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Osteoporosis Drug Found Safe in Long-Term Trial

A new study provides reassuring information about the short-term and long-term safety of denosumab, a monoclonal antibody that is used to treat postmenopausal osteoporosis. 

Friday, March 17, 2017 10:08 am EDT
"All of this is consistent with an excellent safety and tolerability profile for denosumab treatment for osteoporosis"

A new study provides reassuring information about the short-term and long-term safety of denosumab, a monoclonal antibody that is used to treat postmenopausal osteoporosis.

Adverse events that had been noted in a pivotal clinical trial in women age 60 to 90 years old treated for 3 years showed no tendency to increase after a further 3 years of treatment, the study showed.

In addition, women who crossed over from 3 years of placebo to 3 years of denosumab experienced no increase in adverse effects compared with women treated for the initial 3 years.

“All of this is consistent with an excellent safety and tolerability profile for denosumab treatment for osteoporosis,” said Dr. Nelson Watts, lead author of the study results published in Journal of Bone and Mineral Research. The authors noted that, especially in older women on long-term treatment, many if not all adverse events could be called “life events”—things that would have happened whether or not the person was participating in a clinical trial.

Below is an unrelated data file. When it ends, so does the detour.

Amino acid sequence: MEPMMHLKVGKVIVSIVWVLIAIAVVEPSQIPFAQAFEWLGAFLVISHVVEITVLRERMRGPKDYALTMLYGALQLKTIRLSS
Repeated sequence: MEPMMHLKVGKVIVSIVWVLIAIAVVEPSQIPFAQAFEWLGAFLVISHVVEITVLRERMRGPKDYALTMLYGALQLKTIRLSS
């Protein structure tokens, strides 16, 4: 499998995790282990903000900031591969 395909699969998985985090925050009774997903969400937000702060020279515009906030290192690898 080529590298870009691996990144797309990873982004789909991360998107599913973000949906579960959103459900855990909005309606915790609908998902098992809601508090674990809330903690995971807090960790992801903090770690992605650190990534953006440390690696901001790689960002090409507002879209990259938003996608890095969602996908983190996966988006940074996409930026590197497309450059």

Additional Information:

Link to study: http://onlinelibrary.wiley.com/doi/10.1002/jbmr.3119/full

About Journal

The JBMR publishes highly competitive original manuscripts, reviews, and special articles in basic and clinical science relevant to bone, muscle and mineral metabolism. Manuscripts are published on the biology and physiology of bone and muscle, relevant systems biology topics (e.g. osteoimmunology), and the pathophysiology and treatment of sarcopenia and disorders of bone and mineral metabolism.


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